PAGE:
We notice a variety of outfits popular with younger boys. Little boys swore dresses amd other skirted gsrments like skirts and tunics in the 19th century. Boys began wearing wore smocks to school in the late-19th century and we believe the smock was primarily a school garment. We also notice younger boys raring Fauntleroy suits and sailor suits, although sailor suits were alo worn by school-age boys. Unfortunately we do not have many Belgian 19th century images. We do have a substantial archive for the 20th century. We see occasional younger boys wearing Fauntleroy styles in the early-20th century. Knit outfits were also popular. Rompers were another popular style for younger boys, mostly for pre-school boys. Short pants were almost universal, although many older boys also wore shorts in n the first hlf ogf the 20th century.
Fauntleroy suits were worn in Belgium. Mrs Burnett's book was a sensation in Europe as well as America and affected boys fashions--although not to the same degree as in America. We have, however, very little information at this time, especially 19th century images. As best we can tell, Belgian Fauntleroy suit styles were very similar to those prevalent in France. This was surely the case in Walonia--the French speaking areas of the country. Fauntleroy suits may have been less popular in Flemish speaking Flanders. Here there were also Dutch and German influences. We are not sure about Fauntleroy suit sttyles. We notice the suits being worn with lace collars. Belgium of course was famous for its lace. Nor do we know anything about age conventions. We are unable to assess Belgian trends to any extent because our archive is fairly limited and we have found few examples of Fauntleroy suits in Belgium so far. We believe this is because our archive is very limited not because Fauntleroy suits were not very common. We have no information on social class conventions.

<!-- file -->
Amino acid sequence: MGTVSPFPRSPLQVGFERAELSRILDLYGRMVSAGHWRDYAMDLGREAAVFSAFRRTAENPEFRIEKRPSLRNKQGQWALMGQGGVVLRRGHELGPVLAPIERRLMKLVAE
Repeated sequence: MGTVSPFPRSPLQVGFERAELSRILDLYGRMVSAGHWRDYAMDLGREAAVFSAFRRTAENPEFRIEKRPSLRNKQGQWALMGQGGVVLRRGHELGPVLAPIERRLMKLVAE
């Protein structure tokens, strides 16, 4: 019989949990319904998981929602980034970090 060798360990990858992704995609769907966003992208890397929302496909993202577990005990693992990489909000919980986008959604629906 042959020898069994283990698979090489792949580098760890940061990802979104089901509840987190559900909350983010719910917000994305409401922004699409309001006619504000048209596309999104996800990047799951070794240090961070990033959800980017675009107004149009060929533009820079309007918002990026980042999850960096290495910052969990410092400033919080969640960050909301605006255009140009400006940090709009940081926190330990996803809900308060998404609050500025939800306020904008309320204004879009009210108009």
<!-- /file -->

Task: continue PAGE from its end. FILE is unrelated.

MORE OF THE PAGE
We note younger boys wearing knit suits. We mostly see pre-school boys wearing them. There were done in wool with mstching tops and pants. Most seem to hasve been short pants uits, but there were heavier knoit outdits sone with long pants for winter wear. We note younger boys wearing knit suits. We mostly see pre-school boys wearing them. There were done in wool with matching tops and pants. Most seem to hasve been short pants uits, but there were heavier knoit outdits sone with long pants for winter wear. Here is a good example of a knit suit, we think from the 1930s (figure 1).
HBC notes younger Belgian boys wearing rompers in the 1920s. They were a very popular fashion for boys through the 1960s. They were initially a garment for play and an enormous change from the more restrictive, formals garments in which boys were once dressed. More dressy, formal rompers appeared, but like the play garments were comfortable non-restrictive garments. We believe that rompers in Belgium were primarily adopted from the French fashion. We know of no important difference between French and Belgian rompers. As in France, we assumed rompers were called "barboteuse" in Belgium. There may have been differences in the popularity of rompers between French speaking Walonia and Dutch speaking Flanders.
Unlike some countries where sailor suits were popular, Belgium had no national navy of any consequence. HBC believes that Belgium fashions are basically a function of French fashions and sailor suits were enormously popular in France. Likewise they were extremely popular in Belgium. I'm not sure about the exact chronology, but at the turn of the century most Belgian boys had a sailor suit and commonly wore it. They were an extremely versitile garment They were often worn to school and for a variety of formal occasions.
Navigate the Boys' Historical Clothing Web Site:
[Return to the Main Belgian garment page]
[Return to the Main Belgian page]
[Introduction] [Activities] [Biographies] [Chronology] [Clothing styles] [Countries]
[Bibliographies] [Contributions] [FAQs] [Glossaries] [Images] [Links] [Registration] [Tools]
[Boys' Clothing Home]